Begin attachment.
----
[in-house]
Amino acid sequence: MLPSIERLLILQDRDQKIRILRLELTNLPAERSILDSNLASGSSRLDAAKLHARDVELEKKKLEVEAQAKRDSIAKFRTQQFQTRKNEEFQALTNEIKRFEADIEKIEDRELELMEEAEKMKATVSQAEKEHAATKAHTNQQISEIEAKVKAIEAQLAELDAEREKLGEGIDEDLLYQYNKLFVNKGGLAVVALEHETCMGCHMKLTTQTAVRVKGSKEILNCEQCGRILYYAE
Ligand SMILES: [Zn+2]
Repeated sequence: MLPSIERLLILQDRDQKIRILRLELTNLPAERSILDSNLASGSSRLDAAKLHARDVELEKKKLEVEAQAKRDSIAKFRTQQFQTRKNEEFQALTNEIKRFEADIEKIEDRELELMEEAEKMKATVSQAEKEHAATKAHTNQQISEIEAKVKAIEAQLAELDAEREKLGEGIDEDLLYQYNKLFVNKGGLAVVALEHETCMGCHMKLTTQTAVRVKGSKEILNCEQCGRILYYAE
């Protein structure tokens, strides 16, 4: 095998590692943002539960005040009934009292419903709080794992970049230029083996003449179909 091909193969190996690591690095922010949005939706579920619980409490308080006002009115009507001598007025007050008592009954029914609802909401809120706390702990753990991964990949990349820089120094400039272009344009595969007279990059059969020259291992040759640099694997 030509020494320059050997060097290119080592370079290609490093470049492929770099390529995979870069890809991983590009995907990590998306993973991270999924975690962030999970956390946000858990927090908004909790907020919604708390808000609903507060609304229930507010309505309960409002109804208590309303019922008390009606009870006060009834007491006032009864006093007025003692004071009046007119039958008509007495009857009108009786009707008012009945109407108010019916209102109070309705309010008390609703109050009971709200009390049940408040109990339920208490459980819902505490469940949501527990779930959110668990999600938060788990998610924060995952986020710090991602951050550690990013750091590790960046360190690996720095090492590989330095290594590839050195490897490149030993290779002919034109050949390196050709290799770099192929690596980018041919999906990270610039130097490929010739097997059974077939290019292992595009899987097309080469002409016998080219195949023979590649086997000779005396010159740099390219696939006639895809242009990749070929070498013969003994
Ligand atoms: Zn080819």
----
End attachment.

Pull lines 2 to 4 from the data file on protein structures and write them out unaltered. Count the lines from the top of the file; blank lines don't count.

Amino acid sequence: MLPSIERLLILQDRDQKIRILRLELTNLPAERSILDSNLASGSSRLDAAKLHARDVELEKKKLEVEAQAKRDSIAKFRTQQFQTRKNEEFQALTNEIKRFEADIEKIEDRELELMEEAEKMKATVSQAEKEHAATKAHTNQQISEIEAKVKAIEAQLAELDAEREKLGEGIDEDLLYQYNKLFVNKGGLAVVALEHETCMGCHMKLTTQTAVRVKGSKEILNCEQCGRILYYAE
Ligand SMILES: [Zn+2]
Repeated sequence: MLPSIERLLILQDRDQKIRILRLELTNLPAERSILDSNLASGSSRLDAAKLHARDVELEKKKLEVEAQAKRDSIAKFRTQQFQTRKNEEFQALTNEIKRFEADIEKIEDRELELMEEAEKMKATVSQAEKEHAATKAHTNQQISEIEAKVKAIEAQLAELDAEREKLGEGIDEDLLYQYNKLFVNKGGLAVVALEHETCMGCHMKLTTQTAVRVKGSKEILNCEQCGRILYYAE